The reason for Allen’s bust percentage is that he’s had 17 career games with seven or fewer targets, and in those games he really struggles, averaging just 9.26 PPR points. That's compared to the 20.48 PPR points Allen scores with eight or more targets.

Evans has produced much more when seeing seven or fewer targets, averaging 10.83 PPR points in those 11 games. Evans has lacked the upside of Allen in the others, averaging 17.85 PPR points in games with eight targets or more.

The reason for optimism with Evans is that he kept pace with Allen in the WR1 category despite scoring just three touchdowns all of last season, which came one year after hauling in 12 touchdowns as a rookie (tied for fourth among NFL receivers). Evans' touchdown shortage in his sophomore season killed his fantasy output. By comparison, Sammy Watkins finished the season with 55 fewer targets, but six more touchdowns than the 6-5, 230-pound Evans.

One of the biggest differences under Whisenhunt was that Allen saw a much higher average depth of target (aDOT) than he has in the last two years. The difference of 10.7 yards compared to 8.8 and 8.0 yards may not seem like a large gap, but it has a domino effect into other stats, like Allen's yards per reception. Allen averaged 14.8 yards per catch in 2013, but he’s been at just 10.5 since.

Evans again outshines Allen and has averaged a massive 15.7 yards per reception over his first two seasons, including in 2015, when Evans averaged 16.4 yards per reception due to Winston’s willingness to target him downfield.

Both receivers have had touchdowns account for roughly 28 percent of their career fantasy points, but Evans still has the edge in fantasy points per target -- 1.15 to 1.10. While it’s not much of a difference, combine it with the fact that Evans will see more targets and we have a clear-cut winner.

Advantage: Evans

CONCLUSION

When I started this piece, I assumed Allen would come out on top. We saw a glimpse of what volume can mean for him in 2015, but you also now know that the volume will be cut down due to the way Whisenhunt runs his offense.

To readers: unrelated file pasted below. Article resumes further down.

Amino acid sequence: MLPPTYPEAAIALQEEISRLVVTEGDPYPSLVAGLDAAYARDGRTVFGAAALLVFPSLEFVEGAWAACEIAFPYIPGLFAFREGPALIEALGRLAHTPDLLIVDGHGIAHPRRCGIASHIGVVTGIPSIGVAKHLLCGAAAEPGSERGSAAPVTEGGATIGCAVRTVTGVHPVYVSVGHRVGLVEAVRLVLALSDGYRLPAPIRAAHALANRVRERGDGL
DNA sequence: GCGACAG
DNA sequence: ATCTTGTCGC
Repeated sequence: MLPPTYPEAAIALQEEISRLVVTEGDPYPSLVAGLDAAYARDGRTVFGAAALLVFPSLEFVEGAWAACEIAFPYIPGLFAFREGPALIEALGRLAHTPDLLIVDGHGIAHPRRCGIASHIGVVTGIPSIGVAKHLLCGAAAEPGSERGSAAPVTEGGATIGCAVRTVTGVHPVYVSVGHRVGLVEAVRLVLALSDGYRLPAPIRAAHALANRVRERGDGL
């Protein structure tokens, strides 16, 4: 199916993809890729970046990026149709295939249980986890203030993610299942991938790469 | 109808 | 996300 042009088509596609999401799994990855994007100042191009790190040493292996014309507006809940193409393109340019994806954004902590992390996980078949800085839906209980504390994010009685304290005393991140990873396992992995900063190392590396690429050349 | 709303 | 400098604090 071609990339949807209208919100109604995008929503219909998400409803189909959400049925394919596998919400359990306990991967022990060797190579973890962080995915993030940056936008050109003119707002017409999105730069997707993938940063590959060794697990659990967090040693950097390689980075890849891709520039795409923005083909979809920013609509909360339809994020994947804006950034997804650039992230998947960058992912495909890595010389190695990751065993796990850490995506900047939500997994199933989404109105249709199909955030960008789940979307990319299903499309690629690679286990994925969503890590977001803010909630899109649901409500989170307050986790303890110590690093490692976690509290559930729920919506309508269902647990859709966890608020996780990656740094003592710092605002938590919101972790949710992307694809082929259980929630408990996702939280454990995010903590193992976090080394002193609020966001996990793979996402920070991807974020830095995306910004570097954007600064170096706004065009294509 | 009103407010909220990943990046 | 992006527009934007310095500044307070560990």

Allen's efficiency should rise closer to what he averaged back in 2013, but he doesn’t offer the consistency that Evans does on a week to week basis, especially with a healthy Gates on the field, as well as newly acquired Benjamin, who should see more targets than Malcom Floyd did the past few seasons.

Evans flashed as a top-10 wide receiver in his rookie year, while Allen has failed to crack the top 16 in any of his three seasons. I’ve often been referred to as an Evans hater, but this article has changed my stance on him. There is a lot of untapped potential inside of him that Koetter can bring out, similar to the way he did for Julio Jones in Atlanta.

The only shame here is that you have to pay a premium price for Evans, despite his lack of overall production in 2015. But who knows, your league might be closer to Evans’ Fantasy Football Calculator ADP of 2.09 than his My Fantasy League ADP of 2.04. While it’s a slight difference, you may be able to steal him in the third round of your draft, depending on how short of a memory your leaguemates have.

So stop perspiring, click on Mike Evans’ name instead of Keenan Allen, and enjoy the points.